2
$\begingroup$

In the following lecture by prof. Schuller, He tries to define absolute space at time $\tau$ mathematically as,

$$ S_\tau= \{p \in M \mid t(p)= \tau\} $$

Where $t$ is the absolute time function defined on a Newtonian spacetime. Now, He claims that by setting $(dt)_p\neq0, \forall p\in M $, the whole manifold can be seen as a disjoint union of absolute spaces at different times. i.e. $$ M = \dot\cup S_\tau$$

I don't understand how, by setting the gradient of absolute time function to be non zero, one can see the manifold as a disjoint union of all the absolute spaces?

Reference: https://www.youtube.com/watch?v=IBlCu1zgD4Y&list=PLFeEvEPtX_0S6vxxiiNPrJbLu9aK1UVC_&index=9

$\endgroup$

1 Answer 1

3
$\begingroup$

As sets, $M$ is the union of the preimages $S_\tau = t^{-1}(\tau)$ because the absolute time map $t : M \to \mathbb{R}$ is a function, and for any function $f: X \to Y$ we have that $X$ is the union of preimages, i.e. $X = \cup_{y\in Y} f^{-1}_y$, simply because every point of $X$ has to lie in one of the preimages.

However, the condition $(\mathrm{d}t)_p \neq 0$ everywhere is the same as the derivative map $D_pt : T_pM \to T_p\mathbb{R}$ being surjective everywhere, also called "having full rank".

This, in turn, means that $t$ is a submersion and e.g. the submersion theorem applies that tells us that all preimages $S_\tau$ also carry a smooth manifold structure.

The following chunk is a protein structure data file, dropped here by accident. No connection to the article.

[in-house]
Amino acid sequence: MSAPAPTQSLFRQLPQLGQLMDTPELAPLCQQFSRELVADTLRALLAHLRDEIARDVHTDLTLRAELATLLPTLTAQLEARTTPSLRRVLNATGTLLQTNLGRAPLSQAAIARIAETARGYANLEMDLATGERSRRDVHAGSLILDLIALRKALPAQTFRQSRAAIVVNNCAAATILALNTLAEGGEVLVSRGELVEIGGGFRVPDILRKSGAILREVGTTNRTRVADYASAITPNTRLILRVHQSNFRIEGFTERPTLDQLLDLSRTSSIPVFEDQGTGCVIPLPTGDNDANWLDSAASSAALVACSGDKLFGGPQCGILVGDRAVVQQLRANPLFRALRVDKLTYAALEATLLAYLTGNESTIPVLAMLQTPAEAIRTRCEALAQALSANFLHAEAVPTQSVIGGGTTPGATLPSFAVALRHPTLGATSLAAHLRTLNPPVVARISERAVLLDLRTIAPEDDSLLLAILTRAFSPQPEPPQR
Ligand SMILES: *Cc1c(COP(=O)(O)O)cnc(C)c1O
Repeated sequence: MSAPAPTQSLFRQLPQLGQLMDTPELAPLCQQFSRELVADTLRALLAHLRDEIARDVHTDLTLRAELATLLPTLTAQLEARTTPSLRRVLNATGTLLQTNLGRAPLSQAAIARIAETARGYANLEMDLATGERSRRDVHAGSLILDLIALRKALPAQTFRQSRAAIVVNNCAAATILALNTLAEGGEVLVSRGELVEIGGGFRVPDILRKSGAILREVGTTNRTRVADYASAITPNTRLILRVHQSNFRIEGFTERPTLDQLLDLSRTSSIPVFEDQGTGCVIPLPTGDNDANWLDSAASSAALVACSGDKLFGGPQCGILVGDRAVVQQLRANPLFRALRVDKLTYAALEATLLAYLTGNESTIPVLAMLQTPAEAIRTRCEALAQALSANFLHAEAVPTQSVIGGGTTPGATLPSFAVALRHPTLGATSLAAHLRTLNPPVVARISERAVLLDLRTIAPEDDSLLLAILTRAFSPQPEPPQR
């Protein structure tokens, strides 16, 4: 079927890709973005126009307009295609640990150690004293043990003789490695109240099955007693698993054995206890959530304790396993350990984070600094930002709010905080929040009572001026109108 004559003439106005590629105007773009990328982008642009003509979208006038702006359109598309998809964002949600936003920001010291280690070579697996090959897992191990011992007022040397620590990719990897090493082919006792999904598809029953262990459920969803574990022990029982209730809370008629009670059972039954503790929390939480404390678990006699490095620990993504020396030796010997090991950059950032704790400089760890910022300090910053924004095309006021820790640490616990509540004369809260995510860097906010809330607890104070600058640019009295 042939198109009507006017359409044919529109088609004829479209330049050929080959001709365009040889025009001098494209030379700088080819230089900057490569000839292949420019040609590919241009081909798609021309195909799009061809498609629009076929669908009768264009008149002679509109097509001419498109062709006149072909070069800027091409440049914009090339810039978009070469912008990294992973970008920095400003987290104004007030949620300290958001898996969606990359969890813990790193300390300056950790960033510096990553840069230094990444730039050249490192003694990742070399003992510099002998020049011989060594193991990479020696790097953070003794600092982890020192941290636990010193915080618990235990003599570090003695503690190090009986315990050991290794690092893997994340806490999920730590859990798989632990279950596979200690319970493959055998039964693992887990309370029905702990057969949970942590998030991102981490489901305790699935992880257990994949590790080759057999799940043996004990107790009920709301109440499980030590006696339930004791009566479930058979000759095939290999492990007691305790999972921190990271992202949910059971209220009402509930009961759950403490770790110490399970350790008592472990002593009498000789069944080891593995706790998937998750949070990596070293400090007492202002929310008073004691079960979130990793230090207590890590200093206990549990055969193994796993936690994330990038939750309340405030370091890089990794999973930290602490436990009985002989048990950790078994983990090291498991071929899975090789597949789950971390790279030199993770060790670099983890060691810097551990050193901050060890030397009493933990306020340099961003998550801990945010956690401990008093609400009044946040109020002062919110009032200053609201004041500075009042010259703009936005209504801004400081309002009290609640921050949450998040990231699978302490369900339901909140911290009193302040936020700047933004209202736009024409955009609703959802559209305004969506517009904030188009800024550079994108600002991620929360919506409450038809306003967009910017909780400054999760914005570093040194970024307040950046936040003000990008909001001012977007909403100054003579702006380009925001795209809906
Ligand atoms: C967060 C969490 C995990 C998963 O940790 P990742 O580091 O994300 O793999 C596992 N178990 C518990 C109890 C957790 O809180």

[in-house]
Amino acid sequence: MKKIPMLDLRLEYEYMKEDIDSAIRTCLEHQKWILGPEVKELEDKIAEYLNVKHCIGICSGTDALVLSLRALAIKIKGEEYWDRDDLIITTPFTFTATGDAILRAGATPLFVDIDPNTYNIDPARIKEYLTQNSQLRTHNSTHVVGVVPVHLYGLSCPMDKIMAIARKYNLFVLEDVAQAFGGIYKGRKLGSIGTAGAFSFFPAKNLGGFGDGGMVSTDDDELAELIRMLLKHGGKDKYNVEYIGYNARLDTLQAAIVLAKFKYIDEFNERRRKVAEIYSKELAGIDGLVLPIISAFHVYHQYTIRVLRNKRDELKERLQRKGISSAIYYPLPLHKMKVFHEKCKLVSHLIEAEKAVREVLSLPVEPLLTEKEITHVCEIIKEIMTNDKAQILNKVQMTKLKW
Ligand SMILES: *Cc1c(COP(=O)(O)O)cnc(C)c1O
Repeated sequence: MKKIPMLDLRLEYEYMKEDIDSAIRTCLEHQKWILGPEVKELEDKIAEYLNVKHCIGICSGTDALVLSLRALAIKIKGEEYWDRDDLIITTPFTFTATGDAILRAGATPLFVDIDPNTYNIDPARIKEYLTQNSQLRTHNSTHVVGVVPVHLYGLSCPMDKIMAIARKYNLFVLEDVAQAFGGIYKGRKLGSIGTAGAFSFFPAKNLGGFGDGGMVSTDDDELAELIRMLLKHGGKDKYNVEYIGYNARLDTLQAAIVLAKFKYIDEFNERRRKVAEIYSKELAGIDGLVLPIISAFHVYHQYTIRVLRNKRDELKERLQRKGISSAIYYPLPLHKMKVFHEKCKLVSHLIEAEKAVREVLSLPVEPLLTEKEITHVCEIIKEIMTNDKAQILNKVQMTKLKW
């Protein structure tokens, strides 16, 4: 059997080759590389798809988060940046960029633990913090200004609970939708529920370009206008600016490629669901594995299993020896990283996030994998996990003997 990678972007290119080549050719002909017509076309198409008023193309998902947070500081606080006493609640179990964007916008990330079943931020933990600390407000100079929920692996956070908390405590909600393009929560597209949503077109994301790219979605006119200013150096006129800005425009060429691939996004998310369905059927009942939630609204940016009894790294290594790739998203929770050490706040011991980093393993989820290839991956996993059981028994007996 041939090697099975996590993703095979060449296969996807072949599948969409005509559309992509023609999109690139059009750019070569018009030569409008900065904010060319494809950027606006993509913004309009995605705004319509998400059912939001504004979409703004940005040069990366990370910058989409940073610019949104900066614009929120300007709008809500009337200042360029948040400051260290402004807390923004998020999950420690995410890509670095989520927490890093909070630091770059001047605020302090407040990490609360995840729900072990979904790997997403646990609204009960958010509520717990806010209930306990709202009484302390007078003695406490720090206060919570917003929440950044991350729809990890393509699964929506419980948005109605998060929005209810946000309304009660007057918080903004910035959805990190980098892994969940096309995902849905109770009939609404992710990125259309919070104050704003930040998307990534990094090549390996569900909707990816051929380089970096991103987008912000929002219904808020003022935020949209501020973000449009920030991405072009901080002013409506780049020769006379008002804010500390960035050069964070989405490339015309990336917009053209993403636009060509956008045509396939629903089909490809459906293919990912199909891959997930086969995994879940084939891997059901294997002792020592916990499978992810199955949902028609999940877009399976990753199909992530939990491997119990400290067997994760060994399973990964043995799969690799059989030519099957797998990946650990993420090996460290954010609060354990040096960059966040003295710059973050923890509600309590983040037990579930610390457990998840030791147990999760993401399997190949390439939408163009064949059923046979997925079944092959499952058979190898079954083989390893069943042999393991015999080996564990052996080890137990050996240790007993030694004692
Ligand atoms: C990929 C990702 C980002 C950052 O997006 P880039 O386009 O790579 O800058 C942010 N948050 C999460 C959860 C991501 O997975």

$\endgroup$
3
  • 3
    $\begingroup$ Not only they carry a smooth structure, but, as a consequence of $dt\neq 0$ everywhere, that structure and the compatible topology are the ones induced by the corresponding structures of $X$. In other words, those preimages are co-dimension $1$ embedded submanifolds of $X$. $\endgroup$ Mar 21, 2020 at 11:33
  • 2
    $\begingroup$ I found the wikipedia page a bit sloppy on these issues. It is fundamental that the $t$-constant submanifolds are embedded and not symply immersed because one wants also to construct the classical spacetime as the Cartesian product of the time axis and the absolute space. This is not possible, in general if the absolute space is only immersed. Also it is necessary to assume that every absolute space carries a structure of 3D Euclidean affine space compatible with the differentiable structure. Obviously there are as many these Cartesian decompositions as many observers exist. $\endgroup$ Mar 21, 2020 at 11:46
  • $\begingroup$ does one have to assume it, or can one prove that absolute space carries a structure of 3D affine space? Why can it be not curved at all from the mathematical POV? $\endgroup$
    – ProphetX
    Feb 4, 2022 at 17:31

Your Answer

By clicking “Post Your Answer”, you agree to our terms of service and acknowledge you have read our privacy policy.

Not the answer you're looking for? Browse other questions tagged or ask your own question.